Radiotelegraph stations were maintained and radio operators furnished
at Fort Mills, Fort Wint and Fort McKinley. The small radio Stations heretofore maintained
on Carabao, El Fraile, and Caballo Islands have been discontinued, their use no longer
being necessary following the laying of submarine cables between the points.
The fortifications of Manila Bay at the
outbreak of World War 1 represented the most modern type of coastal defense works in the
world. The garrison of Fort Frank and the other forts settled down to the humdrum
"romantic" duties of soldiering in the Far East. The war in Europe was away and
those German Naval and Army units in the Far East were quickly captured or chased out of
the area by the Japanese and British by the end of 1914. However when war was declared by
the United States on April 6, Fort Frank and the other forts of Manila Bay were brought to
war footing. The Secretary of the Army ordered that no troops were to be withdrawn from
the Philippines for use in Europe, and that additional troops be raised in the islands.
This directive was complied with by the Army, and in fact Philippine Army strength was
increased. This fact should make an interesting advanced study as to the reason behind
this order , since coast defencse forts on both coasts in the United States were stripped
of men and in some cases equipment. As Germany posed a more "real" threat to the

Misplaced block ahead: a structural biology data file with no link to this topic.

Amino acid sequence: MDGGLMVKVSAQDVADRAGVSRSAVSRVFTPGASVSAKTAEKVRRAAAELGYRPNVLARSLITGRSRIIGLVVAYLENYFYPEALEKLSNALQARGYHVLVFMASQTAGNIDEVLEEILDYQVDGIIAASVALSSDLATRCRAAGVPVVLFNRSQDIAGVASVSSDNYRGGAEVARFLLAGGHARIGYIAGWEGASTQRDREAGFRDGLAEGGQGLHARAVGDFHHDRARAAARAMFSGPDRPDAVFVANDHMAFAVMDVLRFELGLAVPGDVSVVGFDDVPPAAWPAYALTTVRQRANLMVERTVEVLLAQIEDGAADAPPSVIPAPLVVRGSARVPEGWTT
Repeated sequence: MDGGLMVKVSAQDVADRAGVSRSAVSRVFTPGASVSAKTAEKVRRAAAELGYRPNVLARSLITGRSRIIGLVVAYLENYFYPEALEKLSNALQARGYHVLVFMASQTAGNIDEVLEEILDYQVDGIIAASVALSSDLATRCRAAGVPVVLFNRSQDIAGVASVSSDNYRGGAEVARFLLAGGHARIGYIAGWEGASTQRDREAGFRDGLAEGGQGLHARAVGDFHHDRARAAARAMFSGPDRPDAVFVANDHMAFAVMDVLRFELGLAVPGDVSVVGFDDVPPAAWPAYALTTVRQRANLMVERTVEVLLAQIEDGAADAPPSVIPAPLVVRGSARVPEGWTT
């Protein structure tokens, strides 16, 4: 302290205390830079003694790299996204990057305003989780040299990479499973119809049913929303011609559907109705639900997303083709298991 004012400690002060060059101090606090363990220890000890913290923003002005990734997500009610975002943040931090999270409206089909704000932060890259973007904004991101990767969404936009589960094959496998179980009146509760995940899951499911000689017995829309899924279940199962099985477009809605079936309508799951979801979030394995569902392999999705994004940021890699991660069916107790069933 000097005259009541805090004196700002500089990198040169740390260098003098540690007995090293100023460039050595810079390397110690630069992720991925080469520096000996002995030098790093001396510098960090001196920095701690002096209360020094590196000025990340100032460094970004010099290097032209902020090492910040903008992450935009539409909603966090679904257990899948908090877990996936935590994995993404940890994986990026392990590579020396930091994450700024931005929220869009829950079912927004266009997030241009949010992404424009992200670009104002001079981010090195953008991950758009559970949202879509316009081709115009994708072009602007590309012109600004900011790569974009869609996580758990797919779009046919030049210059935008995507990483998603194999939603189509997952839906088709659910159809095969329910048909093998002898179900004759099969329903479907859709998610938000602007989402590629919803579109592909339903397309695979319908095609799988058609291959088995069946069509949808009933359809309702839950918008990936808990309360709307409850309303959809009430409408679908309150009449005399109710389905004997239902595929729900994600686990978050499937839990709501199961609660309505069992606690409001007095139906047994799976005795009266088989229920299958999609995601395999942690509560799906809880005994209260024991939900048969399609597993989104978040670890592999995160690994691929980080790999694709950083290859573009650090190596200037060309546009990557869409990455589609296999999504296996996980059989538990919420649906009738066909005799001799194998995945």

East Coast than to the Philippines was the garrison in the Philippines increased mainly in
fear of Japan changing sides?
Conclusion of the war saw a slow rundown in the
strength of the troops in the Philippines. With the United States having promised the
Philippines freedom in 1946, and little desire being expressed by the people of the nation
to enter into an Asian conflict Congress cut back on funds for the Army in the
Philippines. In addition to the dead hand of the Washington Naval Treaty, which forbade
upgrading of coastal defense fortifications in the United States islands of Hawaii,
suddenly gripped the Philippines. The outbreak of World War II in September, 1939 thus
found Fort Frank and the other forts of Manila Bay equipped with obsolescent or obsolete
fortifications and weapons. Indeed some officers who served there at this time and
reviewed this article think this is an understatement.
The fall of France in June,1940 to Germany,
coupled with Japan's increasing pro-Axis and anti-United States/Great Britain outlook led
to a start at modernizing the Manila Bay forts. A scarcity of funds, equipment, materiel
and construction workers however resulted in only a partial correction of obvious
deficiencies. Since first consideration was given to Fort Mills, little was left for the
other forts. The result was that upgrading at Fort Frank was limited to the construction
of Battery Frank North. This Construction consisted of three 360°
Panama mounts for 155 mm guns.
General Moore's after action report states that
three Panama mounts were built but four guns were in the battery. Exact location of this
battery is not known. In addition there were two concrete shell magazines, one fuse
magazine and one temporary galvanized iron observing station. Also in recognition of the
vulnerability of Fort Frank to air attacks, Battery Ermita consisting of four mobile 3
inch guns was established on Carabao.
December 8, 1941 found Fort Frank possessing
the following armament and garrison: